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Tweet Tuesday 31st October 2017

Continue orienteering at University or start it from new


Have you just started University?

Are you now in your second or third year and wanting to try something new?

Want to keep fit but find running boring, why not try orienteering?

University Orienteering is a great place to either continue involvement in the sport or start it from new. There are a number of Universities with clubs and groups around the UK.

Orienteering is a challenging outdoor adventure sport that exercises both the mind and the body. The aim is to navigate in sequence between control points marked on a unique orienteering map and decide the best route to complete the course in the quickest time. It does not matter how young, old or fit you are, as you can run, walk or jog the course and progress at your own pace. 

There are many orienteering clubs are already being enjoyed by many students at their Universities whilst studying across the UK.

University of York Orienteering Club (UYOC) like many University Orienteering Clubs across the country is an exciting club that organises trips to events and training weekends across the country.

Jennie Taylor Communications Officer asked Alex Lines about his time at University and how the sport of orienteering played its part from first starting to finishing his degree course. Alex has since graduated and highlights why he would recommend getting involved in orienteering even if you have orienteered before leaving home or if you have never taken part and are new to the sport.

Alex says:  "My favourite part of University wasn’t finally escaping from my parents, partying most nights or the persistent concern I wasn’t visiting the gym enough to justify the cost – it was shockingly to my flat mates the orienteering!  If I’m completely honest after first arriving at York I repeatedly told my parents over Facetime that I wouldn’t be joining the orienteering club.  Despite doing it since I was 10 years old, Uni felt like a new start where there was only room for new experiences.  However, this mission didn’t last long. The relentless night outs and lack of sleep started to take its toll on my fitness – and after exhausting my Netflix library I even started to feel a little bored.

One Wednesday evening I finally surrendered and took a bus over to a local village where an event was being organised by the Yorkshire Orienteering Club Eborienteers; I googled British Orienteering and used the website to locate a nearby event.  Within minutes of arriving I had already been offered a lift to next week’s event on the moors and had been informed that every Monday evening there were friendly ‘club night’ training sessions held locally.  The club nights quickly became a highlight of each week – these were attended by all ages and abilities and were equally about the laughs than the coaching.

Before I knew it, I was orienteering Mondays, Wednesdays, Saturdays and Sundays.  Yes, I admit maybe it got a little out of hand!  The problem was that with so many friendly people offering lifts to some of the best countryside in the UK there was nothing to lose and so much to see.  From running around the summit of a mountain to having a post-race ice cream on the beach, the experiences were incredible.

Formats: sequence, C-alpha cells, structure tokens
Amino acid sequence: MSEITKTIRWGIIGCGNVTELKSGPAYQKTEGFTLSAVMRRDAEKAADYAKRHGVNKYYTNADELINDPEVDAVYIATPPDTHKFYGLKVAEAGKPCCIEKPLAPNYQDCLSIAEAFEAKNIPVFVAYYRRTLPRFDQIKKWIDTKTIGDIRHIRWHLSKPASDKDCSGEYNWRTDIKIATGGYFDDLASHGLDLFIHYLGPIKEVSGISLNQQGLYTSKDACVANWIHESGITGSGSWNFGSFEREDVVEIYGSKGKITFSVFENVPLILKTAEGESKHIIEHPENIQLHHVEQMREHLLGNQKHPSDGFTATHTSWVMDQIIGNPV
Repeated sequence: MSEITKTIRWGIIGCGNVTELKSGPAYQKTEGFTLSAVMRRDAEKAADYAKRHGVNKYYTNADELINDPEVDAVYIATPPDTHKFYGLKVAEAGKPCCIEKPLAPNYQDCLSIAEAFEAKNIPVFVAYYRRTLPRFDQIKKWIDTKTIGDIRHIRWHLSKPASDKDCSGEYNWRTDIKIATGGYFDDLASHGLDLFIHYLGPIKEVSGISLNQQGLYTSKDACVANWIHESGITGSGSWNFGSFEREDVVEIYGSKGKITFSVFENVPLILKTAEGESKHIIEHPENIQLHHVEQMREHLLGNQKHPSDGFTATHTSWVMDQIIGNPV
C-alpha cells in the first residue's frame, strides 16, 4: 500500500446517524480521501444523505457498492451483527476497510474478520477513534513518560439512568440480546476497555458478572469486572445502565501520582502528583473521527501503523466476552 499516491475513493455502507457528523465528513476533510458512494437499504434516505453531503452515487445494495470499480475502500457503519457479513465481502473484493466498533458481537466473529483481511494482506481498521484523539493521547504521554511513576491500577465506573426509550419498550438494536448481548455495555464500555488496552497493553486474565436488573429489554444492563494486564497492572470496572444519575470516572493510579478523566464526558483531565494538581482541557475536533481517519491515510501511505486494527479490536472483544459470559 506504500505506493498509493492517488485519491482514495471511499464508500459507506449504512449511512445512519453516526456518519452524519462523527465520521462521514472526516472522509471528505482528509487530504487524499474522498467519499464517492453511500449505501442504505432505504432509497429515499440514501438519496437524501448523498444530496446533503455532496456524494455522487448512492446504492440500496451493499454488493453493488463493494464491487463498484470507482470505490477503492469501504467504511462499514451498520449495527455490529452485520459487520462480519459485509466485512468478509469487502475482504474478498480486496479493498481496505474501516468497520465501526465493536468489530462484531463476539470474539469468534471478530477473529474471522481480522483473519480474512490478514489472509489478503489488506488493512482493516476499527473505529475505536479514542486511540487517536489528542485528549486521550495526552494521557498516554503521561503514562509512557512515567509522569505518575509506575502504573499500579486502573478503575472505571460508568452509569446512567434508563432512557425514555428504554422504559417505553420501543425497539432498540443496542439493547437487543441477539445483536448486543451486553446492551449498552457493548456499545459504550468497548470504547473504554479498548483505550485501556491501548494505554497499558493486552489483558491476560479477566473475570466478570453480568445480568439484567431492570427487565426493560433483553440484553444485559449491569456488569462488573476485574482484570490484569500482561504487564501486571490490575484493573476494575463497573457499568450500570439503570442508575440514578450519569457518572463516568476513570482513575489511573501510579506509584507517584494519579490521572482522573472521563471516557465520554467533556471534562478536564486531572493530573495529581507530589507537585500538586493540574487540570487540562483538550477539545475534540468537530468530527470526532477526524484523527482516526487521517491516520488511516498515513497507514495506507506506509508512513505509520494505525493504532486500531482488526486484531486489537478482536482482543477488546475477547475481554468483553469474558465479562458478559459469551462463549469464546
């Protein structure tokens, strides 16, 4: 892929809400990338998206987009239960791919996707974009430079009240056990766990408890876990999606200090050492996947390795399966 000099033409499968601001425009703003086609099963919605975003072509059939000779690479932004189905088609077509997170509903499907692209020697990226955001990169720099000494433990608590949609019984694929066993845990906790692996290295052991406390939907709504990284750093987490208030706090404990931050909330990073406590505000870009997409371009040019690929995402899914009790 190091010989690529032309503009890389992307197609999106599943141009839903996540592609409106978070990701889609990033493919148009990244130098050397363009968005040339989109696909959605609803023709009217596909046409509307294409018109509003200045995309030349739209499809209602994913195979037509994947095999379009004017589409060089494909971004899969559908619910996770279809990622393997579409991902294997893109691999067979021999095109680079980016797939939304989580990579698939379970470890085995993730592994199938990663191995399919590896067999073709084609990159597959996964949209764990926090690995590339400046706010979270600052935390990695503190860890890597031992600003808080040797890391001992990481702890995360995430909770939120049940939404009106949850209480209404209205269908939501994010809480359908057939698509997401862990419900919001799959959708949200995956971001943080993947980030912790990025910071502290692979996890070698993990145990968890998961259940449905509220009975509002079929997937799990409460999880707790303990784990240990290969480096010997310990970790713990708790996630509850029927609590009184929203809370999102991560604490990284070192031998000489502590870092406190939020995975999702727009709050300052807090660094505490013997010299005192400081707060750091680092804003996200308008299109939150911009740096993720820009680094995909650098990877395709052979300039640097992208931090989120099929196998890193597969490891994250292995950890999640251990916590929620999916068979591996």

I also noticed I was concentrating much better in lectures and writing essays was a breeze – I’m sure the increased mental activity must have been a big factor with this.

Alex Lines

I soon discovered the University itself also had a welcoming club which I joined and after Christmas headed off to BUCs, a national inter-university event.  This was a mega fun weekend of races with lots of opportunity for making new friends over a meal and an optional night out.  In my 2nd year, I was elected as President of the University Orienteering Club and made it my mission to organise lots of novelty events that would appeal to students and bring them to the sport.  This was definitely worth doing as it looks great on my CV.

When I think back to my time at Uni I would say 80% of my happiest memories were related to the orienteering club and the club nights are probably the thing I miss most about living in York.  It’s so nice to have friends willing to give me a bed for a night or two when I want to visit the north.  I honestly couldn’t recommend the sport more for those going to or already at University.  I promise it will transform your experience into something you’ll remember forever.”

Joining in is easy!

Here are details of these orienteering clubs with contact links for each:

Aberdeen University Orienteering Club (AUOC)
Contact Janne Heikkinen
Facebook

University of Bristol Orienteering Club (UBOC)
Contact Tom Dobra 
Website
Facebook

Cambridge University Orienteering Club (CUOC)
Contact the Captains
Website
Facebook

Durham University Orienteering Club (DUOC)
Contact Club Captains
Website
Facebook

Edinburgh University Orienteering Club (EUOC)
Contact Briony Kincaid 
Website 
Facebook

Glasgow University Orienteering Club (GUOC)
Contact Simon Gardner
Facebook

Leeds University Orienteering Club (LUUOC)
Contact Ash Stratton-Powell
Website
Facebook

Loughborough University Orienteering (LUOC)
Contact Philip Vokes 
Website
Facebook

Oxford University Orienteering Club (OUOC)
Contact Harrison McCartney 
Website
Facebook

University of Sheffield Orienteering Club (SHUOC)
Contact Club Captain / Secretary
Website
Facebook

University of Newcastle Orienteering Club (UNOC)
Contact Henry Ling  
Website
Facebook

University of York Orienteering Club (UYOC)
Contact Club Captain / Secretary
Website
Facebook

 

Interested in orienteering, but just want to know more?  Find out more here.

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